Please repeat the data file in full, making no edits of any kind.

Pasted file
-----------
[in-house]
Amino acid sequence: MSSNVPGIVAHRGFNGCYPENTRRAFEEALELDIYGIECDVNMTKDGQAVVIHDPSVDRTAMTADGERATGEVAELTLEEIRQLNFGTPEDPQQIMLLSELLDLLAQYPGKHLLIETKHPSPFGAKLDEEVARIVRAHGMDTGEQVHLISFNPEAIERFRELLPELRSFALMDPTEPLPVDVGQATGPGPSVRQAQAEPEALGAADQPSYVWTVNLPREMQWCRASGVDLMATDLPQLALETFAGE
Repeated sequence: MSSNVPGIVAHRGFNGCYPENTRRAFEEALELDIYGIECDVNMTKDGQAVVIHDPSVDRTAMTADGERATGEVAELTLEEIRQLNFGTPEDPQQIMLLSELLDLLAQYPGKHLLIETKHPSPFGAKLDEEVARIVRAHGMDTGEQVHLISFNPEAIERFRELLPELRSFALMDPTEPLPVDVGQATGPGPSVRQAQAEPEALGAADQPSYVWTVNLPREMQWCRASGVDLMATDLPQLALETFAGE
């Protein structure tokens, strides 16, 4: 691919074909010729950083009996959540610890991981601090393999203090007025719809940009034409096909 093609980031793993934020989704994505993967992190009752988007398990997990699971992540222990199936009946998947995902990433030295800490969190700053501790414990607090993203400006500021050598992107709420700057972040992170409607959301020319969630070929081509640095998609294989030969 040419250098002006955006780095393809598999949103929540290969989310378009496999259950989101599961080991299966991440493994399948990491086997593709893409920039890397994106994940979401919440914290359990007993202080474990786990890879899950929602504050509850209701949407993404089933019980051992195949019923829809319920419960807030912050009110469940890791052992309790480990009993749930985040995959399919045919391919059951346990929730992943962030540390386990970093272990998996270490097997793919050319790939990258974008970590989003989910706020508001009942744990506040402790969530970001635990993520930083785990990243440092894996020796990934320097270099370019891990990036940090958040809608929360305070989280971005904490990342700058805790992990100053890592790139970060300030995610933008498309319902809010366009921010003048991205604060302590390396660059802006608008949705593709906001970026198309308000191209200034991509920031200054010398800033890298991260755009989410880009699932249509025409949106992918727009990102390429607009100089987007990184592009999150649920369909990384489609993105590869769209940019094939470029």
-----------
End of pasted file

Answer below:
[in-house]
Amino acid sequence: MSSNVPGIVAHRGFNGCYPENTRRAFEEALELDIYGIECDVNMTKDGQAVVIHDPSVDRTAMTADGERATGEVAELTLEEIRQLNFGTPEDPQQIMLLSELLDLLAQYPGKHLLIETKHPSPFGAKLDEEVARIVRAHGMDTGEQVHLISFNPEAIERFRELLPELRSFALMDPTEPLPVDVGQATGPGPSVRQAQAEPEALGAADQPSYVWTVNLPREMQWCRASGVDLMATDLPQLALETFAGE
Repeated sequence: MSSNVPGIVAHRGFNGCYPENTRRAFEEALELDIYGIECDVNMTKDGQAVVIHDPSVDRTAMTADGERATGEVAELTLEEIRQLNFGTPEDPQQIMLLSELLDLLAQYPGKHLLIETKHPSPFGAKLDEEVARIVRAHGMDTGEQVHLISFNPEAIERFRELLPELRSFALMDPTEPLPVDVGQATGPGPSVRQAQAEPEALGAADQPSYVWTVNLPREMQWCRASGVDLMATDLPQLALETFAGE
């Protein structure tokens, strides 16, 4: 691919074909010729950083009996959540610890991981601090393999203090007025719809940009034409096909 093609980031793993934020989704994505993967992190009752988007398990997990699971992540222990199936009946998947995902990433030295800490969190700053501790414990607090993203400006500021050598992107709420700057972040992170409607959301020319969630070929081509640095998609294989030969 040419250098002006955006780095393809598999949103929540290969989310378009496999259950989101599961080991299966991440493994399948990491086997593709893409920039890397994106994940979401919440914290359990007993202080474990786990890879899950929602504050509850209701949407993404089933019980051992195949019923829809319920419960807030912050009110469940890791052992309790480990009993749930985040995959399919045919391919059951346990929730992943962030540390386990970093272990998996270490097997793919050319790939990258974008970590989003989910706020508001009942744990506040402790969530970001635990993520930083785990990243440092894996020796990934320097270099370019891990990036940090958040809608929360305070989280971005904490990342700058805790992990100053890592790139970060300030995610933008498309319902809010366009921010003048991205604060302590390396660059802006608008949705593709906001970026198309308000191209200034991509920031200054010398800033890298991260755009989410880009699932249509025409949106992918727009990102390429607009100089987007990184592009999150649920369909990384489609993105590869769209940019094939470029």